1. Business risk affects the asset side of the business. These are risks that may cause a company’s business model to perform poorly or in extreme cases disappear altogether. A common example is economic cyclicality, where a company’s profits can fluctuate significantly with the ups and downs of the economic cycle. One sector I have avoided for many years due to high and unquantifiable business risk is mining. Profits are very dependent on high commodity prices, which in turn are dependent on the continued growth of the Chinese economy. The extreme and unbalanced nature of the Chinese economy has made it virtually impossible in my view to work out what the downside is for commodity prices and hence mining company profits.

2. Financial risk is concerned with a company’s balance sheet. Financial risk is high when a company is very reliant on debt funding as opposed to equity funding. Or there may be other claims such as pensions, leases or contingent liabilities. Financial risk is fine as long as it is observable and quantifiable. Banking is one area where this is definitely not the case. The banking business model uses very high levels of debt funding which can be opaque and always seem to dry up just when they are needed most (i.e. in a downturn). This fact has always made it hard for me to invest in bank shares.

3. Valuation risk affects the price of a company’s shares. The stock market is a discounting machine, which means the valuation placed on any particular share tends to reflect the consensus view as to a company’s business and prospects. One of the most common instances of high valuation risk occurs when a significant amount of future profit growth is already priced into the share’s valuation. The risk materialises if the company does not deliver on the growth causing the share’s valuation to de-rate. Some of the recent technology and “online” IPOs fall into this category. Investors have been prepared to pay very high valuations today for expected but unproven future profits. See my colleague Matthew Hall’s discussion of AO World for a current example.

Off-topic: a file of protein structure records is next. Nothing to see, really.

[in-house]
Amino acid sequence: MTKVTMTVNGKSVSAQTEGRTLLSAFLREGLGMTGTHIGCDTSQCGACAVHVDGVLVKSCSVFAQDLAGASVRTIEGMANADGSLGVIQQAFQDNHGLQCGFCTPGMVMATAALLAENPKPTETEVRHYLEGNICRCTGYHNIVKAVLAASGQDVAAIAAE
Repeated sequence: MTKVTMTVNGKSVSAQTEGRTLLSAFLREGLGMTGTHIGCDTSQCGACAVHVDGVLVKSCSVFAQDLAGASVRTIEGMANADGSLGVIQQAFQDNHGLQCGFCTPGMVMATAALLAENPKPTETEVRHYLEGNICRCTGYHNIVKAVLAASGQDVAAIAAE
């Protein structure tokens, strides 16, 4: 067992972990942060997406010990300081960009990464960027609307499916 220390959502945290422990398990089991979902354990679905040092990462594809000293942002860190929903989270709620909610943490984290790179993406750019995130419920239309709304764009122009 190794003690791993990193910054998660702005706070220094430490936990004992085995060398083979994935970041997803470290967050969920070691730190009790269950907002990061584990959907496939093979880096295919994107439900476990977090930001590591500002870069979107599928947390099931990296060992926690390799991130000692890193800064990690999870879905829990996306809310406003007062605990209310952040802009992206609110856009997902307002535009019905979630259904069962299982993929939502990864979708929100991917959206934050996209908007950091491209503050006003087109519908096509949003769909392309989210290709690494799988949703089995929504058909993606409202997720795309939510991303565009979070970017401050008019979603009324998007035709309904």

This approach to risk makes sense for me because it is consistent with my long term investment objectives, which are primarily absolute rather than relative. If I can be clear about the nature and scale of all the absolute risk factors then I can ensure that I am always being adequately compensated for taking them. However, the approach is not so suitable for investors whose performance objectives are more relative in nature, particularly over shorter time periods such as a year or less. This is because it can lead to portfolios that look very different to the broad benchmark indices and as such short term results can also look very different. I will expand on this in the next post on unconstrained investing which will discuss portfolio construction for an unconstrained investor.


Matthew Tillett


1. Oaktree Capital, April 2014, http://www.oaktreecapital.com/memo.aspx


Author - Matthew Tillett

Matthew Tillett